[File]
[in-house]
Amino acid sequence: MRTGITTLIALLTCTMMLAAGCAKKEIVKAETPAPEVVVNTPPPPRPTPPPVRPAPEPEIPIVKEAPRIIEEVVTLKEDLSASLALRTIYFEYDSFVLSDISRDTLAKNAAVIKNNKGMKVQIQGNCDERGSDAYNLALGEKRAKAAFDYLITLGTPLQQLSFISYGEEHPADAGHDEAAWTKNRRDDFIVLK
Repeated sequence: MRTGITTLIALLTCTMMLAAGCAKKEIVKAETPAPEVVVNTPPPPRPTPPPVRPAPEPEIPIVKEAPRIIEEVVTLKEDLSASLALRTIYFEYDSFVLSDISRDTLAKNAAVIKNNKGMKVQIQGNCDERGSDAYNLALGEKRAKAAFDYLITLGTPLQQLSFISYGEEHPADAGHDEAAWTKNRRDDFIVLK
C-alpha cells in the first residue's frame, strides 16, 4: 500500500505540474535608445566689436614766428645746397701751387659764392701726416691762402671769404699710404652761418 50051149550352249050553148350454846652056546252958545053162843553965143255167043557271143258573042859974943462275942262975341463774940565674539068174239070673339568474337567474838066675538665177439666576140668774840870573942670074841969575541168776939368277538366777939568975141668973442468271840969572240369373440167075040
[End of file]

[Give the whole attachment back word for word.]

[in-house]
Amino acid sequence: MRTGITTLIALLTCTMMLAAGCAKKEIVKAETPAPEVVVNTPPPPRPTPPPVRPAPEPEIPIVKEAPRIIEEVVTLKEDLSASLALRTIYFEYDSFVLSDISRDTLAKNAAVIKNNKGMKVQIQGNCDERGSDAYNLALGEKRAKAAFDYLITLGTPLQQLSFISYGEEHPADAGHDEAAWTKNRRDDFIVLK
Repeated sequence: MRTGITTLIALLTCTMMLAAGCAKKEIVKAETPAPEVVVNTPPPPRPTPPPVRPAPEPEIPIVKEAPRIIEEVVTLKEDLSASLALRTIYFEYDSFVLSDISRDTLAKNAAVIKNNKGMKVQIQGNCDERGSDAYNLALGEKRAKAAFDYLITLGTPLQQLSFISYGEEHPADAGHDEAAWTKNRRDDFIVLK
C-alpha cells in the first residue's frame, strides 16, 4: 500500500505540474535608445566689436614766428645746397701751387659764392701726416691762402671769404699710404652761418 50051149550352249050553148350454846652056546252958545053162843553965143255167043557271143258573042859974943462275942262975341463774940565674539068174239070673339568474337567474838066675538665177439666576140668774840870573942670074841969575541168776939368277538366777939568975141668973442468271840969572240369373440167075040